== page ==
In 2003, Thailand launched a program to place 50,000 persons on highly active antiretroviral therapy (HAART) by the end of 2004, following a series of efforts since the early 1990s to develop comprehensive HIV/AIDS care services. To evaluate existing services and needs in advance of the national HAART scale-up, in 2002 we surveyed 31 hospitals and 389 community health centers in three northern Thai provinces, and interviewed 1,015 HIV-infected patients attending outpatient clinics. All hospitals offered voluntary HIV counseling and testing, 84% provided primary prophylaxis for Pneumocystis carinii pneumonia, 58% for tuberculosis, 39% for cryptococcal meningitis, and 87% had some experience providing antiretroviral therapy. Community health centers provided more limited service coverage. Of patients interviewed, 63% had been diagnosed with symptomatic HIV disease, and of these, 32% reported ever receiving antiretroviral therapy; 51% of all patients had received a CD4 T-lymphocyte count. Thailand's current national HAART scale-up is being performed in a setting of well-developed hospital-based services introduced over the course of the epidemic.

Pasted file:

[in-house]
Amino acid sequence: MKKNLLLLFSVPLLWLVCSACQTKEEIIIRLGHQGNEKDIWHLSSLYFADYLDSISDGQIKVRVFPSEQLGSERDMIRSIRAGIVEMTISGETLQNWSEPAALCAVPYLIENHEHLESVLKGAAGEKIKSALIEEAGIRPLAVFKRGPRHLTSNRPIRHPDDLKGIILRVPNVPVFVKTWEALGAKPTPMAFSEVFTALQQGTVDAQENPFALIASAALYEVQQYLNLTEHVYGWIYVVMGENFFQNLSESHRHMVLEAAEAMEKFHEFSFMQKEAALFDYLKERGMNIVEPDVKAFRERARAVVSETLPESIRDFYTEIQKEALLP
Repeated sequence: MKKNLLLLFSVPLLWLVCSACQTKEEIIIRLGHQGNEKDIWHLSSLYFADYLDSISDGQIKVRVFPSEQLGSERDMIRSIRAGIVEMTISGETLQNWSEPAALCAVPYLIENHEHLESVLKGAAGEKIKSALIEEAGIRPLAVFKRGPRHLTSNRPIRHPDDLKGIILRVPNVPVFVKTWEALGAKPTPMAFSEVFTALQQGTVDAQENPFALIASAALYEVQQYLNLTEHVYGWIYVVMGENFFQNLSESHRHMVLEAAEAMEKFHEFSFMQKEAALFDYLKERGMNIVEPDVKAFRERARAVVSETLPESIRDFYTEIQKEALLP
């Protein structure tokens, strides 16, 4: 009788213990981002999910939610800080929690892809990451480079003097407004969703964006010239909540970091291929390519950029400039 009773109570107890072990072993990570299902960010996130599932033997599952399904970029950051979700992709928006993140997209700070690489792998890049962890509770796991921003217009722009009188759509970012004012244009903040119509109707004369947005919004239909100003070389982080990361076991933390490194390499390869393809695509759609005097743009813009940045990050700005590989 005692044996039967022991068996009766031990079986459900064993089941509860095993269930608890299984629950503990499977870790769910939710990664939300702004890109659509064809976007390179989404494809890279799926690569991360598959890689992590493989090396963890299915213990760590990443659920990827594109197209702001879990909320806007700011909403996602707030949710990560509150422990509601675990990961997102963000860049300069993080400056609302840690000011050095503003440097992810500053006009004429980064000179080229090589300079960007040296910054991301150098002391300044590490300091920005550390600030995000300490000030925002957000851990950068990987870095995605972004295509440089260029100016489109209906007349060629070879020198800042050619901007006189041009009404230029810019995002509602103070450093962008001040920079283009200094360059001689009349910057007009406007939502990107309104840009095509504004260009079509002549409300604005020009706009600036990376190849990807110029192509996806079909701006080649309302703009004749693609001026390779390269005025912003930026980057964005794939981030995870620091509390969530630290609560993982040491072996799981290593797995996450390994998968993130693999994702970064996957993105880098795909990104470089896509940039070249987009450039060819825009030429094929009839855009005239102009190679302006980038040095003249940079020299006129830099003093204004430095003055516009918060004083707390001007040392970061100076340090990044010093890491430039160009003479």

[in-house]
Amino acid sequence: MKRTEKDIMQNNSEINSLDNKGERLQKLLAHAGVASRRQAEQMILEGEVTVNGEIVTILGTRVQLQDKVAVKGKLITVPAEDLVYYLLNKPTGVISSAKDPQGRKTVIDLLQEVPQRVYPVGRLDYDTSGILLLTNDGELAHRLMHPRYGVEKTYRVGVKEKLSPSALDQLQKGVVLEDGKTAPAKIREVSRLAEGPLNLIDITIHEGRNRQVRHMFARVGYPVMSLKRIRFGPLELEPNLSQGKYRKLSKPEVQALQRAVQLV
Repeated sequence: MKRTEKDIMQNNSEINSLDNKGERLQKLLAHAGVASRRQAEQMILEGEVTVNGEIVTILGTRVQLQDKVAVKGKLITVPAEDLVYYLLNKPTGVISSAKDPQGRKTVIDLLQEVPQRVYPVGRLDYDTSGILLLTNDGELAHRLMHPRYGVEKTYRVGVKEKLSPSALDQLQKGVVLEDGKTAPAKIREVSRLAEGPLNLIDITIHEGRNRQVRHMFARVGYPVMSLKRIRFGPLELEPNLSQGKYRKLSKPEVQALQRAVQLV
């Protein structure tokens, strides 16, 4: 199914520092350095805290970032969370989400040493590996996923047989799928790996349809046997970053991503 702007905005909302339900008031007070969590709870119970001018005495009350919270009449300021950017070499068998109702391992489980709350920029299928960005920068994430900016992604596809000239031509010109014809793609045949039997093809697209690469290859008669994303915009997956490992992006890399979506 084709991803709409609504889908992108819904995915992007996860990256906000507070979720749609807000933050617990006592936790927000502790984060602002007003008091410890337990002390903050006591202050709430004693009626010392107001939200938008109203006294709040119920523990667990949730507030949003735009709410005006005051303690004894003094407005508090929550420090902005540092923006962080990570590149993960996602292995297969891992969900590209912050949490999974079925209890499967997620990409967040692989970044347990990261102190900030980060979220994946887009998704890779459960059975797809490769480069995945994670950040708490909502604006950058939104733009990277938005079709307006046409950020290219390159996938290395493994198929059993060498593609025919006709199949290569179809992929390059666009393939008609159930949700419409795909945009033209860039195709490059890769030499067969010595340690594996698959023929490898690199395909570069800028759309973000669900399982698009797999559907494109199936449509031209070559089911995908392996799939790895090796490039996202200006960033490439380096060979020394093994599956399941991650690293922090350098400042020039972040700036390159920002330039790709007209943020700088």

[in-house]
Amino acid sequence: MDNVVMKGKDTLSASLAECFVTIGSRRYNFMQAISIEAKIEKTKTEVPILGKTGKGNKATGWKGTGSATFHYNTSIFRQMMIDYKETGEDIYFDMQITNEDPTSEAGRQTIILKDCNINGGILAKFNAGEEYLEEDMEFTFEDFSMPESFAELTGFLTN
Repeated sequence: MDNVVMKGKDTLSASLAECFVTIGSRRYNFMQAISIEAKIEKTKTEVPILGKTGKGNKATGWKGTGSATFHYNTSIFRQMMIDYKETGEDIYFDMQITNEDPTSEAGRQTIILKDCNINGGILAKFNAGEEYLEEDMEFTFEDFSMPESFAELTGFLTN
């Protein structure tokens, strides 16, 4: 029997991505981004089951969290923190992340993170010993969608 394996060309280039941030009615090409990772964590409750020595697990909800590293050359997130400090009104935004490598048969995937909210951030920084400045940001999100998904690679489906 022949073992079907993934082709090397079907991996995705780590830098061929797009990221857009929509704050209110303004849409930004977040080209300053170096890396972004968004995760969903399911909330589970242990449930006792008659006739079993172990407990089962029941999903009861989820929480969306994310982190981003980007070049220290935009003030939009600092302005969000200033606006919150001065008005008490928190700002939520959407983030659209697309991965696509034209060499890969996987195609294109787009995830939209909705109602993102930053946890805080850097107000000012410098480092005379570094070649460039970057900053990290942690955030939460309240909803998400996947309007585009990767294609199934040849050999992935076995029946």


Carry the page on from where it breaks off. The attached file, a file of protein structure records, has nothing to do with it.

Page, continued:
|Original language||English (US)|
|Number of pages||7|
|Journal||Southeast Asian Journal of Tropical Medicine and Public Health|
|State||Published - Jan 2006|
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